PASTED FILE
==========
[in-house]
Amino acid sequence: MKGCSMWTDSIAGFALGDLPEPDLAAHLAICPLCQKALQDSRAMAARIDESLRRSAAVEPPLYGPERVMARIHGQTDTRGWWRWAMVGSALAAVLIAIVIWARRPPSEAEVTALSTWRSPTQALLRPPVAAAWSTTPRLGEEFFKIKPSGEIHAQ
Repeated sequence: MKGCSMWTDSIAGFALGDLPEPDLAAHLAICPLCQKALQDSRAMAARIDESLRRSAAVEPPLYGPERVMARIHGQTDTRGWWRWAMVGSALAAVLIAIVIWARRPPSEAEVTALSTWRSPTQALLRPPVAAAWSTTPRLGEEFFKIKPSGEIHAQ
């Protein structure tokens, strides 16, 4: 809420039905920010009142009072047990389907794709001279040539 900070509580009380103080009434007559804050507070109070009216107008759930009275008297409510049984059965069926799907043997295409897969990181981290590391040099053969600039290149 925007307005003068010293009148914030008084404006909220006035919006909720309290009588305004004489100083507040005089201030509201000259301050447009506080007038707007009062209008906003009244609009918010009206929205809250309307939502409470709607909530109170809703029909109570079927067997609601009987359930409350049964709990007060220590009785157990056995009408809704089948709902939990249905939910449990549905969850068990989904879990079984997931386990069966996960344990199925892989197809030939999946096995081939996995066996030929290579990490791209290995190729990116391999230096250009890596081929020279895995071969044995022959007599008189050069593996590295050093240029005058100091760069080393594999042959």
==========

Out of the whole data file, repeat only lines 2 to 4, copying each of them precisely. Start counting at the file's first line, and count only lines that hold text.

Amino acid sequence: MKGCSMWTDSIAGFALGDLPEPDLAAHLAICPLCQKALQDSRAMAARIDESLRRSAAVEPPLYGPERVMARIHGQTDTRGWWRWAMVGSALAAVLIAIVIWARRPPSEAEVTALSTWRSPTQALLRPPVAAAWSTTPRLGEEFFKIKPSGEIHAQ
Repeated sequence: MKGCSMWTDSIAGFALGDLPEPDLAAHLAICPLCQKALQDSRAMAARIDESLRRSAAVEPPLYGPERVMARIHGQTDTRGWWRWAMVGSALAAVLIAIVIWARRPPSEAEVTALSTWRSPTQALLRPPVAAAWSTTPRLGEEFFKIKPSGEIHAQ
């Protein structure tokens, strides 16, 4: 809420039905920010009142009072047990389907794709001279040539 900070509580009380103080009434007559804050507070109070009216107008759930009275008297409510049984059965069926799907043997295409897969990181981290590391040099053969600039290149 925007307005003068010293009148914030008084404006909220006035919006909720309290009588305004004489100083507040005089201030509201000259301050447009506080007038707007009062209008906003009244609009918010009206929205809250309307939502409470709607909530109170809703029909109570079927067997609601009987359930409350049964709990007060220590009785157990056995009408809704089948709902939990249905939910449990549905969850068990989904879990079984997931386990069966996960344990199925892989197809030939999946096995081939996995066996030929290579990490791209290995190729990116391999230096250009890596081929020279895995071969044995022959007599008189050069593996590295050093240029005058100091760069080393594999042959």